I really don't care for the game set in this universe. It's not that I don't recognize its quality – it's massively popular for a reason – I just can't get on board with it. So, when I saw that Infinity was going to put out a Manga, I was very pleased, and promptly pre-ordered it. The book turned up today, along with a limited edition mini (also very nice), and was rapidly devoured.

Art-wise, it's gorgeous. Classic Manga lines, but with a slightly European comic influence in presentation. Action sequences are clear yet dramatic – there were a couple of instances where I had to double-check that I'd identified the correct character amongst all the gunfire and chaos, but these were few and far between.

My immediate concern with tie-in fiction is that it can all-too-easily descend into a game of getting in as many references as possible, in order to satisfy as many existing fans as possible, and we did have the early "getting the team together" scene, which featured iconic troop types from a number of the game's usually rival factions. Despite this, it doesn't play out in that way at all, and while the various characters each get some screen time and a chance to show off their specialties, there's a deeper story at work behind the slam-bang action sequences.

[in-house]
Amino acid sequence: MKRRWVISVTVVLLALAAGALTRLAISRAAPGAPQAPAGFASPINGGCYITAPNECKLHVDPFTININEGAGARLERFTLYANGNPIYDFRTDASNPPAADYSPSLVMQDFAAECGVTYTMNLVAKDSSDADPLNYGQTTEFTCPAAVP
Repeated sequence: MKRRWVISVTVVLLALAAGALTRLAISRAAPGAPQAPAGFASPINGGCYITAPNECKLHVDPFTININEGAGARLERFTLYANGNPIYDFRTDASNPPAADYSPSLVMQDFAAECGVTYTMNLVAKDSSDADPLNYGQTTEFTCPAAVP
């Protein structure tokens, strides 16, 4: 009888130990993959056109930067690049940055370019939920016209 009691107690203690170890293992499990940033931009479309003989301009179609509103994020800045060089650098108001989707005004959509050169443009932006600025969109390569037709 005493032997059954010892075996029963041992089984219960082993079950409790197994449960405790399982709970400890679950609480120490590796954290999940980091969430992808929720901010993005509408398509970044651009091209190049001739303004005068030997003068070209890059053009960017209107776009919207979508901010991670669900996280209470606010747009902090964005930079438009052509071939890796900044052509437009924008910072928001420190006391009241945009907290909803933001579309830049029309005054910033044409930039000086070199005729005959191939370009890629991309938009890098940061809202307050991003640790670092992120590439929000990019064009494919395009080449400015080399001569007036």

It's a relatively short read, so the plot cracks along at a decent pace, but doesn't feel rushed except in a couple of places (which, in fairness, are not massive faults, but which could have been a bit more developed to the benefit of the plot). I do wish it was a bit longer, though. The ending, while satisfying enough, is a little predictable, and feels like the start of a series – it's got quite a 'prologue' feel to it. If a series does come from this, I will not be complaining!

4 Luchas

Monday, 24 April 2017

Scuttle, Scuttle

So, hot on the heels of Dirty Frank come his minions in the form of the first ten (of twenty) Wretches. These guys are simply the Hobbit goblins with a brown-ish paint-job. No conversions, save to remove a whip from one of them and to remove the slotta tabs.

I'm not a huge fan of the models, to be honest – the aesthetic is spot-on for what I'm after, but the sculpts themselves, being single-piece, leave a little to be desired. There are certain vague elements, especially around the ears, hair, and shoulders where distinction is rather vague, to say the least. Still, they paint up quickly enough, and are meant to be pretty grimy and grotty, so they'll do.

The little guy (far right in the above pic, and left below) is tiny – had I not got a couple of additional models on the Goblin King sprue to round out the mob to a full twenty, I'd have cherry-picked my favourites, and run with just ten.

As of press time, the Choleric Order of the Yellow Bile comprises:

To come, 10 more Wretches, a couple of cult leaders, and the faithful cult members. After that, I think a little break... if only to restock on brown paints!